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Home Workplace Ergonomics

Updated: Nov 19, 2021

The pandemic has caused a lot of changes in our lives. Aside from wearing masks on a regular basis, a common change is that many individuals have been working from home. While working from home can be less stressful, as you don’t have to deal with traffic/commuting, it can also create ergonomic challenges. Since we re-opened following the lockdown, many clients have come into the clinic complaining about back and neck pain. A common characteristic with many clients is that they have all switched from working in an office to working from home.

A big challenge in working from home, is not having your comfortable desk and/or chair available to use. Many individuals do not have the space in their homes for an office/desk space. Instead, you have had to settle for doing the bulk of your work with a laptop on the kitchen/dining room table. You have likely experienced increased neck or back discomfort/tightness since you have been working from home. The change in your ergonomic set up at home, compared to your set up at work, is likely a large contributing factor toward this. Additionally, because you are working from home, you are not moving as much, simply because you are no longer commuting to work!

Below are some key strategies/interventions that can help you deal with this nagging postural neck/back pain that has been brought on from your ergonomic set up at home:


For your levator scapula, upper trapezius, scalene and sternocleidomastoid (SCM) musculature can help to deal with upper back/neck tightness. Always ensure that you are only stretching within pain free motion!


Ensure that you have a proper set up with your work station. Even if you are working on a kitchen table there are ways to help improve your ergonomic set up. If working on a laptop, consider purchasing a Bluetooth keyboard. With a Bluetooth keyboard you are able to place the laptop on a few books, to ensure that the middle of the computer screen is at your eye level. Next, ensure that your keyboard is situated such that your elbows are bent to 90 degrees with your wrists in a neutral position and your shoulders relaxed. Always ensure that your feet are in contact with the ground (you may need a stool or books underneath your feet). Furthermore, make sure that your back is in contact with the backrest of your chair. These postural changes can help to reduce unwanted stress/stiffness on your upper back/neck muscles.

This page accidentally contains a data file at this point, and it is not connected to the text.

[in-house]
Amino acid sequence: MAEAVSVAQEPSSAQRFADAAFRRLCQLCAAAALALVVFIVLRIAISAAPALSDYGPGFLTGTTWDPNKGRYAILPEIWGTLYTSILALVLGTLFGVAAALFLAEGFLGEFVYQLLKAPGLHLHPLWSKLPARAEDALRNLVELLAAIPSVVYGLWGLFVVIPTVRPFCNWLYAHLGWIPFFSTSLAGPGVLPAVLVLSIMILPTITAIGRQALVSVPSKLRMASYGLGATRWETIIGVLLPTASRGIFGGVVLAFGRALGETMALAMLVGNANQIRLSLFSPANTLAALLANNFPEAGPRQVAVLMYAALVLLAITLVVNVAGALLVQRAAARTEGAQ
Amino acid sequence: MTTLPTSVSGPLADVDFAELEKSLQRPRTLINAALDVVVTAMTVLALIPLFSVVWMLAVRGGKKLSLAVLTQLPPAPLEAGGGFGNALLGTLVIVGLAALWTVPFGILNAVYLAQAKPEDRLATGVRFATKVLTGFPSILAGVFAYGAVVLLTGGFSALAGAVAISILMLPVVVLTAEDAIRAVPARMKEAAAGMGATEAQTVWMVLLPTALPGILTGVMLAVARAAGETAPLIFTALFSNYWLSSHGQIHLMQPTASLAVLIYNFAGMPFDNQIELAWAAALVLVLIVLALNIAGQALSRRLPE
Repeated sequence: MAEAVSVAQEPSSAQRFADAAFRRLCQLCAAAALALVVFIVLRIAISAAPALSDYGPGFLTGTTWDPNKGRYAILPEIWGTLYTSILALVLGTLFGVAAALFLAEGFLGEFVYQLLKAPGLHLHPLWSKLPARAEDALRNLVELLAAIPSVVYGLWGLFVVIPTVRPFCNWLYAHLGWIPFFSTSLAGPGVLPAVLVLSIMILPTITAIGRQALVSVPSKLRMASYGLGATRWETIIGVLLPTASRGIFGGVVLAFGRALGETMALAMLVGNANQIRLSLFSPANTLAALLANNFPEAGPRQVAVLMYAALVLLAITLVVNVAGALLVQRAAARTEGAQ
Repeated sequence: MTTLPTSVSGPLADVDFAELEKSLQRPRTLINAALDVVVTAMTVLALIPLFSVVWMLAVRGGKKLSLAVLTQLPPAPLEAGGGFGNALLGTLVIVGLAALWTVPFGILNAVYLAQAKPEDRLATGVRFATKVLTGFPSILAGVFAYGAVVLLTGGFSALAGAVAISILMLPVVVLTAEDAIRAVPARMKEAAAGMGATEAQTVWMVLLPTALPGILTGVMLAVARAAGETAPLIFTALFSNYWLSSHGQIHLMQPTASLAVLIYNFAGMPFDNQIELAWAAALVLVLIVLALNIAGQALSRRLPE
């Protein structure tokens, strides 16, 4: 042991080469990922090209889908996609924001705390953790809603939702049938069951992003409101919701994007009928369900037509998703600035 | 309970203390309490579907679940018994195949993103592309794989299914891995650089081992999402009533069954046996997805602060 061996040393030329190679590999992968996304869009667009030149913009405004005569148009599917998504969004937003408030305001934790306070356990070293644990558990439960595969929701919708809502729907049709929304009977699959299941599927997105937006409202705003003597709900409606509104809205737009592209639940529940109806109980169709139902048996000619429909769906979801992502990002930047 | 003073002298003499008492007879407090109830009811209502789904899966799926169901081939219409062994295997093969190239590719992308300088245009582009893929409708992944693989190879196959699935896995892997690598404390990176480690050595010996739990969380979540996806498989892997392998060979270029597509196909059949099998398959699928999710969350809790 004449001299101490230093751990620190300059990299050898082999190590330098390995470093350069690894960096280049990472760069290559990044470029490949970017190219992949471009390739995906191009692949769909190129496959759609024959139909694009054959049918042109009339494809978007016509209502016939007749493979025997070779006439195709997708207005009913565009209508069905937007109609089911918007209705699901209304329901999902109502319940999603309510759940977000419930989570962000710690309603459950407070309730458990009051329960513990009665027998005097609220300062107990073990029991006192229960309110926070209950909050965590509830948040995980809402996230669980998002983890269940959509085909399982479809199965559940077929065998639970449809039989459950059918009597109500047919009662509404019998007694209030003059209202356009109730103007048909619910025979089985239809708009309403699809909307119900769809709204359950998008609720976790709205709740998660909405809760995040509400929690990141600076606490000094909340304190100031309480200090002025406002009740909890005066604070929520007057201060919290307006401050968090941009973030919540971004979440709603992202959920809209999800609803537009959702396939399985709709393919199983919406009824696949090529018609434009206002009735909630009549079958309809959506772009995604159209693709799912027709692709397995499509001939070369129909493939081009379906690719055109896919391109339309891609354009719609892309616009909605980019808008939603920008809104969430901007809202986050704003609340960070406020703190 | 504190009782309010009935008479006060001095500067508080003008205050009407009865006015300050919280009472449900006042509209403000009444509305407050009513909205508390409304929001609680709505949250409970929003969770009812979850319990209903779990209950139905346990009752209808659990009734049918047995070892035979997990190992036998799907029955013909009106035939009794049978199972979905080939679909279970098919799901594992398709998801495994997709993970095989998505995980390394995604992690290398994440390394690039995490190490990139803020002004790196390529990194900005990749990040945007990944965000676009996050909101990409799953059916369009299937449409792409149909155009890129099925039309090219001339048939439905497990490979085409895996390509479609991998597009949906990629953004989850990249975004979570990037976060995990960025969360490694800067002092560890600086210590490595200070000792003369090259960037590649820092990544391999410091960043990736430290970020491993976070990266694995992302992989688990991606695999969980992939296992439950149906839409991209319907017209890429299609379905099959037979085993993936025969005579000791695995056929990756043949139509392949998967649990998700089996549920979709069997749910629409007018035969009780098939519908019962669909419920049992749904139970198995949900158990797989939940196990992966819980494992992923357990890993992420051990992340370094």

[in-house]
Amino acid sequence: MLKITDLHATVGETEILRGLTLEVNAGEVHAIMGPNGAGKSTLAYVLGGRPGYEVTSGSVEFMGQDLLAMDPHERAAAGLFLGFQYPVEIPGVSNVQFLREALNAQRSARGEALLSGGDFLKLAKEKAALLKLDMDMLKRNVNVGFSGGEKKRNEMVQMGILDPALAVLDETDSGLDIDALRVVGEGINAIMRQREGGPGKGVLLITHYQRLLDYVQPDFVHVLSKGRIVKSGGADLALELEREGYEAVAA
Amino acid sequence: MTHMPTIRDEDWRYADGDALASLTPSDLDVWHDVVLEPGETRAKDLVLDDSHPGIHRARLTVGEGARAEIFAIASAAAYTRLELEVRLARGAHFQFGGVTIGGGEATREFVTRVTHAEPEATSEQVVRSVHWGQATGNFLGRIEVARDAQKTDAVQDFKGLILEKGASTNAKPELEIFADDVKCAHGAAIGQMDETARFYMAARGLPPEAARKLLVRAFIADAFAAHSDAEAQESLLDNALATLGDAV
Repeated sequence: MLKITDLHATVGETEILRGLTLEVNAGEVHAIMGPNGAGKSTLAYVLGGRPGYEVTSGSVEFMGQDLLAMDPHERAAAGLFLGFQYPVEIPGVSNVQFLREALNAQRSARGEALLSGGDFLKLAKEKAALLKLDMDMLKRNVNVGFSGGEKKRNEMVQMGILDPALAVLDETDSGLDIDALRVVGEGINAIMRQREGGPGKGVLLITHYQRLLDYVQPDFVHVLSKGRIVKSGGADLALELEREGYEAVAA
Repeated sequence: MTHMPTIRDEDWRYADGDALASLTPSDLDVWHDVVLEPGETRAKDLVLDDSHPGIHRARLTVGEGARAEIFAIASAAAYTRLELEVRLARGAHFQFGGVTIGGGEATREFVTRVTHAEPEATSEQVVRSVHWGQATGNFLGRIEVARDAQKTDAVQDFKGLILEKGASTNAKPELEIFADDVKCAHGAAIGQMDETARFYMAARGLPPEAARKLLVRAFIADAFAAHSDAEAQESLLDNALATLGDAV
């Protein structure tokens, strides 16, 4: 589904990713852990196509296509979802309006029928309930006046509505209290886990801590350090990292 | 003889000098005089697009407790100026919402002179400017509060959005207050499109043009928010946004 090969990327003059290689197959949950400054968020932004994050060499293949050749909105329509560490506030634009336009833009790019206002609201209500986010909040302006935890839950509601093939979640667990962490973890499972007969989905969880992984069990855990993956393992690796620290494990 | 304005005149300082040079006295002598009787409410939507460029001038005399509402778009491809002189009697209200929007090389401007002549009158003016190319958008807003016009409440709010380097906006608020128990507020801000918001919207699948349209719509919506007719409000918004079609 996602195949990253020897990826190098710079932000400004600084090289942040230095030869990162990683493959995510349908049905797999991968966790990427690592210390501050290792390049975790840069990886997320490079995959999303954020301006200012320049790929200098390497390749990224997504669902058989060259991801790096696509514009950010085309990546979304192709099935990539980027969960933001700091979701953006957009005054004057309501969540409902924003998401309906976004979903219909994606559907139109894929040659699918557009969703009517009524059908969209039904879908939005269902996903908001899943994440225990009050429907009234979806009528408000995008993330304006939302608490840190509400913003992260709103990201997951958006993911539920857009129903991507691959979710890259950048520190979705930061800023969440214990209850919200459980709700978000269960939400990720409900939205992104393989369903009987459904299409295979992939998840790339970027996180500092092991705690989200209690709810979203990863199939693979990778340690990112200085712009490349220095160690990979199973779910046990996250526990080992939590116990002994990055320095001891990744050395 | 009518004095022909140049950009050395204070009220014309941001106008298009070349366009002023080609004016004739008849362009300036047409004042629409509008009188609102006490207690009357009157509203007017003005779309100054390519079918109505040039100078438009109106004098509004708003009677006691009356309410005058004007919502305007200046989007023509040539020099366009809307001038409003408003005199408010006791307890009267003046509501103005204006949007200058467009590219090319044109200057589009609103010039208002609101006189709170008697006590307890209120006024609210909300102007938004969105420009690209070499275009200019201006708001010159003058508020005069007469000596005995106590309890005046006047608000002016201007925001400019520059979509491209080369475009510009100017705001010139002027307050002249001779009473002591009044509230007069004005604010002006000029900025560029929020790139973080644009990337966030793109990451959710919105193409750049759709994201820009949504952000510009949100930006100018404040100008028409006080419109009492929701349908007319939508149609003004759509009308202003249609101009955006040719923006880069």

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Go for walks on your lunch break, even just walking about 15-20 minutes in intervals throughout the work day is great way to stay active.

Posture Exercises

Below are some great exercises to help loosen those tight muscles, and even better all these exercises can be done at your workspace! As with stretching, ensure that these exercises are completed within pain free motion.

Brugger’s with or without theraband (elastic)

Thoracic spine extension with ball, rolled up towel or foam roller placed behind your mid back in sitting

Seated thoracic rotation

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Consider standing while you are reading/working. A standing desk or a standing shelf to hold your laptop/keyboard are always great options if you are able to afford it. If you are unable to afford a standing desk or shelf, even placing your laptop on your kitchen countertop (with some books underneath your laptop), can help to prevent stiffness/discomfort in your neck and back. An ideal goal would be to sit/stand for 4 hours each periodically spread out throughout an 8-hour work day. A good idea would be to set timers for once every 45 minutes to help cue/remind you to take standing/stretch breaks.

While the above suggestions are helpful for most individuals, it is best to consult/visit a Physiotherapist to help develop an individualized treatment plan that is best suited to help best facilitate your recovery. If you are suffering from postural back or neck pain, book now with one of our Physiotherapists to help create an individualized treatment plan to help you get rid of your pain.

Daniel Folino graduated with his Master’s of Physical Therapy from the University of British Columbia. Prior to completing his Master’s degree, he graduated with a Bachelor of Kinesiology at the University of British Columbia. He is a member of the Physiotherapy Association of B.C. and the Canadian Physiotherapy Association. Book with Dan today.


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